Second, in urban areas, the employment rate among single women of 24-29 years more than doubles compared to their 18-23 years counterparts. A similar pattern holds for married women not having a child. However, the employment rate for married women with a child does not increase as much as they move to the 24-29 age group. 

The likely reasons for the lower employment rate among urban married women with a child are twofold: affordable and quality childcare is unavailable, and/or spousal income is sufficient to take care of the family; hence, a woman can afford to stay home to look after a child. Indeed, we also find that the employment rate is the lowest among relatively highly educated (at least secondary education or above) married women with a child. Compared to women with low education, these women are likely to have a spouse with higher earnings. 

Fourth, in rural areas, while the employment rate among single women is the highest, employment among the two married groups—with and without a child—is similar across both age groups. In fact, the employed proportion among rural women with a child is well above their counterparts in urban areas. Rising family expenditure may lead some women to take up paid work despite the arrival of children. Childcare also could be lesser of a concern in rural areas, with jobs such as farm work allowing more flexibility.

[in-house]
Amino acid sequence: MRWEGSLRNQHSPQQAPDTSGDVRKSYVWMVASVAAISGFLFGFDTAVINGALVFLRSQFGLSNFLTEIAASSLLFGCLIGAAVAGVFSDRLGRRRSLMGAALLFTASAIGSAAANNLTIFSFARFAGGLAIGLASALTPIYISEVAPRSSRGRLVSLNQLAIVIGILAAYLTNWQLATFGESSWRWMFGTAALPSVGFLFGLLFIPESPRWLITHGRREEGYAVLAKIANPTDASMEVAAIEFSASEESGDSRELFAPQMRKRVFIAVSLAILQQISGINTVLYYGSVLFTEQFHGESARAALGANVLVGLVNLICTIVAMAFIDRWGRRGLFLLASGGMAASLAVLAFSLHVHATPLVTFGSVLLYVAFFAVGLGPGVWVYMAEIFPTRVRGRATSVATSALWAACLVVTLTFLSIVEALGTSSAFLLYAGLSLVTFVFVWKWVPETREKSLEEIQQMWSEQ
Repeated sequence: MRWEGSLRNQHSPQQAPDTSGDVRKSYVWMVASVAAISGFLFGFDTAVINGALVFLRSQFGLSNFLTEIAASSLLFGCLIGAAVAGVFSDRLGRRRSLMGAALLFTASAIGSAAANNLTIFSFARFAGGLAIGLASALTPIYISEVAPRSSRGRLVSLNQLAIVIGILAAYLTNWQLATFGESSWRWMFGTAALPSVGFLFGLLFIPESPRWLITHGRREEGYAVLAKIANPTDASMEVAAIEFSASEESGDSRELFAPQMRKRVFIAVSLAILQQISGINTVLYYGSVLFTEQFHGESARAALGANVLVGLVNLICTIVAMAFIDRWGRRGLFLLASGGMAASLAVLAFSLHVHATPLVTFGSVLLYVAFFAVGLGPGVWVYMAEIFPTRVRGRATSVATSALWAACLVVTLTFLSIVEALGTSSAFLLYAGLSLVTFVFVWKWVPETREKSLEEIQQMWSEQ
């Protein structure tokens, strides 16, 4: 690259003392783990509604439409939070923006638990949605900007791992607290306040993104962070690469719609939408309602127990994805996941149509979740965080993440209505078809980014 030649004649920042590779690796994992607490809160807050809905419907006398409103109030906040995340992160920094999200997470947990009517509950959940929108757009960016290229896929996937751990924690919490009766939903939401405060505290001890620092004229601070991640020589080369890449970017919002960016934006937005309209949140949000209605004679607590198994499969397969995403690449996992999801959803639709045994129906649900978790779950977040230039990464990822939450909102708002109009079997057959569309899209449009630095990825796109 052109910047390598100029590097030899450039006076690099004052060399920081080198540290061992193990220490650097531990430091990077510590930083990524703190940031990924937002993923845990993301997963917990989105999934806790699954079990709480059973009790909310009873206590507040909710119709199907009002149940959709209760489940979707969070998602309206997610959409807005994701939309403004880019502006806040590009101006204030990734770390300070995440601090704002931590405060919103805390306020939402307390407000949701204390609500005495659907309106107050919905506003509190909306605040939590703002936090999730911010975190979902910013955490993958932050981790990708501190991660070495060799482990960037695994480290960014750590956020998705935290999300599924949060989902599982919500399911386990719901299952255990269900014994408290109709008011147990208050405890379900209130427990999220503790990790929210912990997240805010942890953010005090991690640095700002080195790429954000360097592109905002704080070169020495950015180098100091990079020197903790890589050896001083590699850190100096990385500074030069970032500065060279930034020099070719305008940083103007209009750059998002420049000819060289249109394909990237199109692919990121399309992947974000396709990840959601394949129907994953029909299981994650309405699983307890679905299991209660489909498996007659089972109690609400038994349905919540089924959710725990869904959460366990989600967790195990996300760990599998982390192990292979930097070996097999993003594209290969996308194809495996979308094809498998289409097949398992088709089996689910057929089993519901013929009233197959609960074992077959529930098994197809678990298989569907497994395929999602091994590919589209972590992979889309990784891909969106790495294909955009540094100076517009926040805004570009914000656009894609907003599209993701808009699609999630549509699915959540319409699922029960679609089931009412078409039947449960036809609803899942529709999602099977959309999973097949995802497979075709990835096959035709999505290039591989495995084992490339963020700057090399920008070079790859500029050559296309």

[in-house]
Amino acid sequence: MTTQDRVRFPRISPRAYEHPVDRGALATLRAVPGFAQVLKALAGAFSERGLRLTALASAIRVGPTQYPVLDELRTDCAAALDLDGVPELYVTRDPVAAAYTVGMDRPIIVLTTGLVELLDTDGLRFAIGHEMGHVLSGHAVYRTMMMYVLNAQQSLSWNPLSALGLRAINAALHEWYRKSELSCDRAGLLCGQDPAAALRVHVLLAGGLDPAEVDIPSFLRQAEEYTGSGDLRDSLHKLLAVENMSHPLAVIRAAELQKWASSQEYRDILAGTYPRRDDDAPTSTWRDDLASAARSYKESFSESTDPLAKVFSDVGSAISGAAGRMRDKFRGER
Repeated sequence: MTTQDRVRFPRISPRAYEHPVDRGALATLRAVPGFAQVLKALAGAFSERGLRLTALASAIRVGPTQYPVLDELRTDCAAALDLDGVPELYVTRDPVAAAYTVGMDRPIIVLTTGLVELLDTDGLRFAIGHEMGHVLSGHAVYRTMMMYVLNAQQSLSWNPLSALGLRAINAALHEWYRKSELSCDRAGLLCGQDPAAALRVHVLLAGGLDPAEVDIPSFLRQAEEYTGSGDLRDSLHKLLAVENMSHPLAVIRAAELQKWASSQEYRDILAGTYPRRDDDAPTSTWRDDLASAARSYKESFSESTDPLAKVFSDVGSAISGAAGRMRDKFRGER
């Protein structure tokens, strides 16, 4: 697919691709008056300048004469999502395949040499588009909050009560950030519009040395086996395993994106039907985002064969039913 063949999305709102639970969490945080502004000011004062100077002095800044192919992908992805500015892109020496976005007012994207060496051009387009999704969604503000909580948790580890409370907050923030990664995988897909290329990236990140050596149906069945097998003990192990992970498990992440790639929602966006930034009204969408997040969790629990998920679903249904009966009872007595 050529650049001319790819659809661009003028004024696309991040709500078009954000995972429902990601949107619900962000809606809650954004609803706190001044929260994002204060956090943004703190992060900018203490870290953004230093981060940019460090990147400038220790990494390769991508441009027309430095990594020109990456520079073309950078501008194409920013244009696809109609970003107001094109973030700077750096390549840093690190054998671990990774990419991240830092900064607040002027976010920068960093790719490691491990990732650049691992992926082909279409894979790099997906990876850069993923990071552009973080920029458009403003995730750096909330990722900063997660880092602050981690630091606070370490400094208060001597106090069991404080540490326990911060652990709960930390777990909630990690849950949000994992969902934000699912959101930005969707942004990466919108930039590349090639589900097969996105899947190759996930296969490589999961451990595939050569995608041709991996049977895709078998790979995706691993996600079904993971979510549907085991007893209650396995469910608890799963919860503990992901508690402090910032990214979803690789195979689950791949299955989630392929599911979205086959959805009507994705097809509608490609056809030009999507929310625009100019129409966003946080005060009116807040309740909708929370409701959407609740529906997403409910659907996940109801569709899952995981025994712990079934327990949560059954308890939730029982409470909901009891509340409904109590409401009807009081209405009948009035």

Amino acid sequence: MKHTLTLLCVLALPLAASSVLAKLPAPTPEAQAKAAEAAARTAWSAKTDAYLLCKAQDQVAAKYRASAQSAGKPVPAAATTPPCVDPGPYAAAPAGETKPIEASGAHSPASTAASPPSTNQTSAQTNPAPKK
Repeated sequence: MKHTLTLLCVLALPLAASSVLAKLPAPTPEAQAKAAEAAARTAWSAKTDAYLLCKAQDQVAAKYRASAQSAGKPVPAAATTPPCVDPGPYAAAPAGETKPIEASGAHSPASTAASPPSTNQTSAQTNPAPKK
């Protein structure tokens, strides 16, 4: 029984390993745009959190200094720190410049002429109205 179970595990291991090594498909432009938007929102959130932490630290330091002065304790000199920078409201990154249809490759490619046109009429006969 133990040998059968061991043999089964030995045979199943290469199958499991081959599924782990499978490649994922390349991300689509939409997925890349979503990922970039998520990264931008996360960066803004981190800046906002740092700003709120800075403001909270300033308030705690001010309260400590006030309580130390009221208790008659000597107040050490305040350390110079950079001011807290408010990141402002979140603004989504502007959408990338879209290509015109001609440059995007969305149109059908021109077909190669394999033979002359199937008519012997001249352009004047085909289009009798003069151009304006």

Despite marriage and childcare requirements leading to a drop in employment compared to single women, what stands out is that only a minority of young single women are in employment. In 2019-20, around 67% and 48% of women aged 18 to 23 years were single in rural and urban areas, respectively. Our estimates, from the PLFS data for the same year, yield similar proportions. At one end, among all 18-year-olds, around 80% of women were not yet married, as per NHFS 2019-20 data; at the other end, among all 29-year-old women, only about 5% were not married.